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|Title:||Darkrooms as Metaphors; Darkrooms as Origins: Michael S. Harper’s Dark Room Poems|
|Abstract:||The article explores the poet Michael S. Harper’s use of the darkroom as a metaphor for family history and African American identity. Acknowledging that the changes in photographic technology over the last decade have spelled the end of the darkroom as the actual workspace of the photographer and as valid, contemporary metaphor for the unconscious, the article describes Harper’s 1977 selected poems, Images of Kin, as one of the last great invocations of this metaphor, and it further examines how this metaphor and its counterpart (the metaphor of the photographic negative) develop for Harper as ekphrastic models of composition.|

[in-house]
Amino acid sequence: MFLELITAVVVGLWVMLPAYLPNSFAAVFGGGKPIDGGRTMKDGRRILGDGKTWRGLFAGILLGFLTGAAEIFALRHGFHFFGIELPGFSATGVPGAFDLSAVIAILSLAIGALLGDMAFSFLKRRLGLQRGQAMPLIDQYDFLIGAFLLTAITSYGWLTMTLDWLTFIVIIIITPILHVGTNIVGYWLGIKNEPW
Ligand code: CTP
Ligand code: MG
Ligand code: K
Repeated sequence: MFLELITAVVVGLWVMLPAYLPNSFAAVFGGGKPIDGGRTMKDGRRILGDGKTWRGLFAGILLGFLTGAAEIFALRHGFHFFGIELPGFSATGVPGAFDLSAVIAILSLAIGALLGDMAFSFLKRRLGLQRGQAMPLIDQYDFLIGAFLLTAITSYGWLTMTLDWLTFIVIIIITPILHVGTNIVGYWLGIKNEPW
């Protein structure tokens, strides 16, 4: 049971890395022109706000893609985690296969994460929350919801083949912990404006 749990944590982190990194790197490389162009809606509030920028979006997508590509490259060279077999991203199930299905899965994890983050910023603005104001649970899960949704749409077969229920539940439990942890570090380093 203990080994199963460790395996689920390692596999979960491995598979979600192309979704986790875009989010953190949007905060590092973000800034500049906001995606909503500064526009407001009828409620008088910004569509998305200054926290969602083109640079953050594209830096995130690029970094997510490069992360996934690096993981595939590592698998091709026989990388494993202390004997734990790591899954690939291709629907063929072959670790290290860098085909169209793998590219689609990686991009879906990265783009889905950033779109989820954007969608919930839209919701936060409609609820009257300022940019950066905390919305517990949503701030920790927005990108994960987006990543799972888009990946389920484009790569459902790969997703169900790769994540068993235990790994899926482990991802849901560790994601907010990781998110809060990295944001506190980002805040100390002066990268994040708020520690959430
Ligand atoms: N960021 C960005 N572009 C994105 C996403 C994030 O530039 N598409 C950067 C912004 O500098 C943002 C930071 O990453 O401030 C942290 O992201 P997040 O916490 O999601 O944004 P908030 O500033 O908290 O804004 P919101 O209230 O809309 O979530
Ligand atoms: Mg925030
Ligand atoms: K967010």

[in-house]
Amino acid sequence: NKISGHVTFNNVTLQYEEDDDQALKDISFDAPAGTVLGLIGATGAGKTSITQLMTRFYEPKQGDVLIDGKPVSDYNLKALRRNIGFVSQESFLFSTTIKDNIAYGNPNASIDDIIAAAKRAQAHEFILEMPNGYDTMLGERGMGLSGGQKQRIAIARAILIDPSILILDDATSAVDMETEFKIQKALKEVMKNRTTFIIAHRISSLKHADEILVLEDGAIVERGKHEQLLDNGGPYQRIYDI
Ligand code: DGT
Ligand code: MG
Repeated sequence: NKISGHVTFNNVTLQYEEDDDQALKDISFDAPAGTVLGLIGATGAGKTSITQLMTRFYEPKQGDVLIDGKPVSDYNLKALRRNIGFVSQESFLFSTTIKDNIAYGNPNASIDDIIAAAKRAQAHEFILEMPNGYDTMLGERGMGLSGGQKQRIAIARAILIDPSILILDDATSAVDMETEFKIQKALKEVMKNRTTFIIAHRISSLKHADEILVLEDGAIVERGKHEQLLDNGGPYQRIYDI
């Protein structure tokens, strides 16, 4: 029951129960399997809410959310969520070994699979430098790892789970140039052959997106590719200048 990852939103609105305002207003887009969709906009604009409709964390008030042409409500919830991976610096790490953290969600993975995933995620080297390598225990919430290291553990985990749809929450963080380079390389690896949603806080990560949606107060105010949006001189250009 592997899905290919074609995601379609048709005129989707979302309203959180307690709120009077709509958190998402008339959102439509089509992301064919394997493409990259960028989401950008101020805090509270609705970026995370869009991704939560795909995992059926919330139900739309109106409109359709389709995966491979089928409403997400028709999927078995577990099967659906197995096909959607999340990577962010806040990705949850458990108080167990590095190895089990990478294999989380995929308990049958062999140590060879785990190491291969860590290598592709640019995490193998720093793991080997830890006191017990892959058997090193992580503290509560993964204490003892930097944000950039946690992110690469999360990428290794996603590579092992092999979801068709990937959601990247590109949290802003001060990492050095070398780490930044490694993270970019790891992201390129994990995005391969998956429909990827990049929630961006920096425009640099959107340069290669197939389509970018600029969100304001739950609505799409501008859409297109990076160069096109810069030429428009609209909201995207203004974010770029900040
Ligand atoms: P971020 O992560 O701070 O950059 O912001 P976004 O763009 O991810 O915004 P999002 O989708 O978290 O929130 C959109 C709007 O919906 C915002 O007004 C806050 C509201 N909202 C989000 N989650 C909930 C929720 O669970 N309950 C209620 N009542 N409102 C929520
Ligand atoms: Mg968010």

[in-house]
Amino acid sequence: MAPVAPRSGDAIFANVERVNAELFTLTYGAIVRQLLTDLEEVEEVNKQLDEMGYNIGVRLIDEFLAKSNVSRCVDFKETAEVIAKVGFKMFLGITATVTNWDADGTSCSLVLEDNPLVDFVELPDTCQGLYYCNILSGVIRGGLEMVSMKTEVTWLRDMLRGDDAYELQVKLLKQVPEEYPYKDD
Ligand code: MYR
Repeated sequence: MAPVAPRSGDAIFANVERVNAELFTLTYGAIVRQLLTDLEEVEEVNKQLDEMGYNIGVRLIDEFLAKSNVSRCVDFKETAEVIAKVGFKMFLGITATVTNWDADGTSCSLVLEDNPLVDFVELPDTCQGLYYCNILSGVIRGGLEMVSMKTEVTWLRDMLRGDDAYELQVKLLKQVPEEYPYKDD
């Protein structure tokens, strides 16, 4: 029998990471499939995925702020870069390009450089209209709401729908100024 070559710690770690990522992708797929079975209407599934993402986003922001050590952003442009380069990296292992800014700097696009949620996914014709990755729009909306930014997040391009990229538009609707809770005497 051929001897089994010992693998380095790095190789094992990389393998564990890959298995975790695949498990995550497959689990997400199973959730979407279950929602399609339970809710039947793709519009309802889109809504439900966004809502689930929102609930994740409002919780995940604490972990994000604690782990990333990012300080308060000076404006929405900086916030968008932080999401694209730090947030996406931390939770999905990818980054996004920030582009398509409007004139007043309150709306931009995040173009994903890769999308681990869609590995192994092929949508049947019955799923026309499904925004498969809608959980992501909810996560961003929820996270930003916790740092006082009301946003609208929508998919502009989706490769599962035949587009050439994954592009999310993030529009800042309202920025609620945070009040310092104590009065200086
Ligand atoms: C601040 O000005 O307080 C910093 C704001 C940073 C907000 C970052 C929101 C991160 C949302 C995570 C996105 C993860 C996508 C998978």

|Appears in Collections:||Concentric: Studies in English Literature and Linguistics|
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